What’s happening on farm with Emma Liersch

Emma Liersch. 03 April 2024 10:23 PM

Many of the Fonterra Australia Suppliers’ Council (FASC) team were here a few weeks ago, and they saw Tasmania was very dry, with much of the state being declared in drought and desperate for the autumn break.

It was a relief to get some rain over Easter but a lot more would be very welcome. Before this, the northwest coast has been struggling through the heat and unseasonable strong, hot winds, compounding the dry conditions. The cows were starting to show the effects with most farmers reporting quickly dropping milk production. The poor-quality silage made last year is just not cutting it for many herds.


The Bass Highway to Circular Head is starting to look like a truck parking lot with the amounts of hay and silage coming into the area. The feed budgets are starting to blow out and there will be many farms feeling the pinch. Much of the talk at the pub is about alternate milking schedules, how to get culls into the abattoirs and early dry off dates. I would expect without a good, and early spring break, the milk production is going to drop more than expected.

Our farm is doing well, but it is tight. We recently increased our herd to 550 this year and have split our herd into two, with our first lactation heifers and thin cows in the second herd. It worked very well, and we were really impressed with how well they looked and maintained their BCS. This was rewarded with a 6% empty rate at the preg test and were positioned well for next year. Like most of the farmers in the area, our summer fodder crops have just finished. Faced with limited irrigated grass, and dry land doing absolutely nothing, we have swapped our second herd onto once a day, to save the feed we have, and hopefully keep the heifer’s condition.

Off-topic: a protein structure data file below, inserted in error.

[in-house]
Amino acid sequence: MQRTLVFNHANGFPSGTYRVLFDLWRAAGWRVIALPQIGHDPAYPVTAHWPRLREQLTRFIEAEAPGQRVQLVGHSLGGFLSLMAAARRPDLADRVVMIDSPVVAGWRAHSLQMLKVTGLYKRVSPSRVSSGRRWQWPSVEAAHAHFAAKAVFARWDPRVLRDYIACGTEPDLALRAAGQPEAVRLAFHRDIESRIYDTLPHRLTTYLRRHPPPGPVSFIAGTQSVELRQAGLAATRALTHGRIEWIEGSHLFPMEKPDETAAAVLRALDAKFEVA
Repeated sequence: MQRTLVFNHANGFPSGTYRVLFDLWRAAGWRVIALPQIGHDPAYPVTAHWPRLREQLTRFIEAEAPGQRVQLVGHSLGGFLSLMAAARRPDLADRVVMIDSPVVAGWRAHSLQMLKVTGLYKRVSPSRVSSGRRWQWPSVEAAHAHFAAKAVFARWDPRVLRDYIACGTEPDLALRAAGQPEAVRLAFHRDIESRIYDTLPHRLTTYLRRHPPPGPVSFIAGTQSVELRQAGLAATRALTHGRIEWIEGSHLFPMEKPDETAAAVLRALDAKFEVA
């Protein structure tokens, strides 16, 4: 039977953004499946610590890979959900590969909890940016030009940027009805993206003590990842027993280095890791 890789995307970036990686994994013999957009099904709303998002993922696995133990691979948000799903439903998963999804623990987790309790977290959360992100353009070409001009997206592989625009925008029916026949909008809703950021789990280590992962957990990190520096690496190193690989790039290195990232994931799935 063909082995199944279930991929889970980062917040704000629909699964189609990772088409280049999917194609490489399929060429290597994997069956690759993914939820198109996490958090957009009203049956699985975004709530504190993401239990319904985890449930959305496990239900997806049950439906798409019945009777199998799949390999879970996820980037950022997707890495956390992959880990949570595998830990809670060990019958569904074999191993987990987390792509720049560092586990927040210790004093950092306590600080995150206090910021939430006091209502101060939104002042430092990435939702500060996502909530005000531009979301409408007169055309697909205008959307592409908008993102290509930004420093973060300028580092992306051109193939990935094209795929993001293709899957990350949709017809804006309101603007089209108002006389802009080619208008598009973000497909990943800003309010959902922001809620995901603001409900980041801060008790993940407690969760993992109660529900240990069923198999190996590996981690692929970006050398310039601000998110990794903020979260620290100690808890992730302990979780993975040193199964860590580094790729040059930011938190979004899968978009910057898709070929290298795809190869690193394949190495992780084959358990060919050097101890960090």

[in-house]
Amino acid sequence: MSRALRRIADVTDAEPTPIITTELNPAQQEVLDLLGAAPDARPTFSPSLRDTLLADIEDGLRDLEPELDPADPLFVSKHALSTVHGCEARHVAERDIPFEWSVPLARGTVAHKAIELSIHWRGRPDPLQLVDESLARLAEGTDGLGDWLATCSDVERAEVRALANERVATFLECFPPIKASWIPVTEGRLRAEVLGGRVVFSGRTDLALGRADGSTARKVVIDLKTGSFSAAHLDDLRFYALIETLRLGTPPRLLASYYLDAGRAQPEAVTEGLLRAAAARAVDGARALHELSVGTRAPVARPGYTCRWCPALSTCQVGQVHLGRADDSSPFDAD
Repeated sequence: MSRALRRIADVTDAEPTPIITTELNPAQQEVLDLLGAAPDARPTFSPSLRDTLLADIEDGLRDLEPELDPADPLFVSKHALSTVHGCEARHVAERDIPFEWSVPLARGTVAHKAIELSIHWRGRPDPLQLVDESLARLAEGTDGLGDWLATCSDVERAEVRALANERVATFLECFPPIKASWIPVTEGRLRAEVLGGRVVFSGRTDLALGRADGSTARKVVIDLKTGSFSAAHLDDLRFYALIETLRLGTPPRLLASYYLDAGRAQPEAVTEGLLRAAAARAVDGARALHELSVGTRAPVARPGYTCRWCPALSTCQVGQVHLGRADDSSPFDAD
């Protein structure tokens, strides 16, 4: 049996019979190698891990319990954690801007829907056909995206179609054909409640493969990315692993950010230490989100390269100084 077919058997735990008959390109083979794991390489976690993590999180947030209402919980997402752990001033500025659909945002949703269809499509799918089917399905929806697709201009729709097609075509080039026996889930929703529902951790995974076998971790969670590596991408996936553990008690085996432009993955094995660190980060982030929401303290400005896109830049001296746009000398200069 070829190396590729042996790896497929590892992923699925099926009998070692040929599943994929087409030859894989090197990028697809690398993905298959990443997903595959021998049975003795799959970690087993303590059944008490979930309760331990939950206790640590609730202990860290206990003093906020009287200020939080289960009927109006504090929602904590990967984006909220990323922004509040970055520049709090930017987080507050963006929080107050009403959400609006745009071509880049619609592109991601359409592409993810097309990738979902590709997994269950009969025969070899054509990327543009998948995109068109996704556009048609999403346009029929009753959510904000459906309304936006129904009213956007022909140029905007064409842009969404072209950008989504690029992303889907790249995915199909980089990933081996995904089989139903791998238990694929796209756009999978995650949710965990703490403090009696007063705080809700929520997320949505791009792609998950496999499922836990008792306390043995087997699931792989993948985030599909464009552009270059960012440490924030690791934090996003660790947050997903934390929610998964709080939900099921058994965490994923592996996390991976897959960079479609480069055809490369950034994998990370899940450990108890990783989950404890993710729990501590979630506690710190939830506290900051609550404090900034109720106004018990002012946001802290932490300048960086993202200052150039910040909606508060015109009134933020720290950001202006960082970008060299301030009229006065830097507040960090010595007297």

The big news at our place is that we have installed virtual fencing collars by Halter. These are collars that can help with virtual fencing, encouraging cattle to return themselves to the dairy or a new paddock, health data collection and identification. We have only had them for the past couple of weeks and are in the training stage. I am constantly surprised by how intelligent cows are, and when given a routine, how quickly they will learn something. The hardest part about training them so far, has been training the humans to leave the correct gates open. Apparently, it goes against every fiber of our “farmer brains” to leave the gates open.

It was wonderful to have the Fonterra Australia Suppliers’ Council (FASC) and Fonterra staff down in Devonport for the Autumn Conference. I hope they all enjoyed visiting our beautiful corner of the world.


For me, a highlight was the farm visits, particularly getting out onto Damien and Brooke Cocker's place and hearing more about their journey. It’s impressive seeing just how much they have achieved in such a short period of time. As a couple still working towards farm ownership, to hear and see a success story was fantastic.

The Tasmanian Institute of Agriculture (TIA) offered another fascinating afternoon. Looking at the urea trials and the effect mixed pasture species can have on that was very interesting, although I’m not sure I’m ready to cut out the N just yet. Let’s see what happens when 80% of swath is not clover and see what happens then.

Also at the Conference, we worked through EverAg Insights’ report of the predicted outcomes from changing milk pools and the dairy industry as a whole in Australia. It was an enlightening, if a little overwhelming, exercise. It changed much of what I had inherently thought about the health and direction of dairy industry, but it has also lit a fire in my belly to help lift and shape this industry.



Emma Liersch is a Councillor on the Fonterra Australia Suppliers’ Council (FASC), representing suppliers in Tasmania. She’s based near Smithton in the far northwest of Tasmania. You can read more about Emma’s background and find her contact details by clicking here.